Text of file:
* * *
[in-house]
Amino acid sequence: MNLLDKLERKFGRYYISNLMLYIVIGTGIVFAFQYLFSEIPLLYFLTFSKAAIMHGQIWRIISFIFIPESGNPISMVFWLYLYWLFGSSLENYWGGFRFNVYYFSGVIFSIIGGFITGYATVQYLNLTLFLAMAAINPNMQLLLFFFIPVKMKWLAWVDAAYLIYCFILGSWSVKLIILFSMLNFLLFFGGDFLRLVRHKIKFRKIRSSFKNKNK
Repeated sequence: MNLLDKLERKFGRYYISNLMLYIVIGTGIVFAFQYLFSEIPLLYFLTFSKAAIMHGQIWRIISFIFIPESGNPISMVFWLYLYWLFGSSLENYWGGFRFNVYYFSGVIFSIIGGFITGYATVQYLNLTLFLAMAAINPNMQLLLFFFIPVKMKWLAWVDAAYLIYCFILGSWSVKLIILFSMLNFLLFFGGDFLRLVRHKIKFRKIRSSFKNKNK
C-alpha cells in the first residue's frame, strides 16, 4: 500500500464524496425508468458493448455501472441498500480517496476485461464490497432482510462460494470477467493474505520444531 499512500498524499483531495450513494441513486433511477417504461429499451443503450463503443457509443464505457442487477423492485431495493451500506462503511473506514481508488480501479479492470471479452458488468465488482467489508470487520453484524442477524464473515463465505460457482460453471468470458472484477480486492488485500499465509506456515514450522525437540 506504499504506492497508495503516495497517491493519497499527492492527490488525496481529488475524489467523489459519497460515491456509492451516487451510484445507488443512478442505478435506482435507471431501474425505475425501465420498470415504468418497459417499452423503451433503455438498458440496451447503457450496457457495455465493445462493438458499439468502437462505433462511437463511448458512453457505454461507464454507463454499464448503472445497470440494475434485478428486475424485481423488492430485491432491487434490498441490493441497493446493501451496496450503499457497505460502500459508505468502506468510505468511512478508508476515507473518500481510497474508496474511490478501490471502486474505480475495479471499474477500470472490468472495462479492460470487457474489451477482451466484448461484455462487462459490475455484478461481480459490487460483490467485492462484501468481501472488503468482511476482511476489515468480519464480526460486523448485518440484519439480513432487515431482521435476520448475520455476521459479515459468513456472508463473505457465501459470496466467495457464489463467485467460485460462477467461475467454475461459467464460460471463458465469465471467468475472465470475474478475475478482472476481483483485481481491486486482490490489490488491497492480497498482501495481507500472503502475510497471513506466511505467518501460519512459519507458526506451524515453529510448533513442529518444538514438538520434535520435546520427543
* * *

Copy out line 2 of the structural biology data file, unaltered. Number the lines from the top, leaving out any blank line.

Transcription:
Amino acid sequence: MNLLDKLERKFGRYYISNLMLYIVIGTGIVFAFQYLFSEIPLLYFLTFSKAAIMHGQIWRIISFIFIPESGNPISMVFWLYLYWLFGSSLENYWGGFRFNVYYFSGVIFSIIGGFITGYATVQYLNLTLFLAMAAINPNMQLLLFFFIPVKMKWLAWVDAAYLIYCFILGSWSVKLIILFSMLNFLLFFGGDFLRLVRHKIKFRKIRSSFKNKNK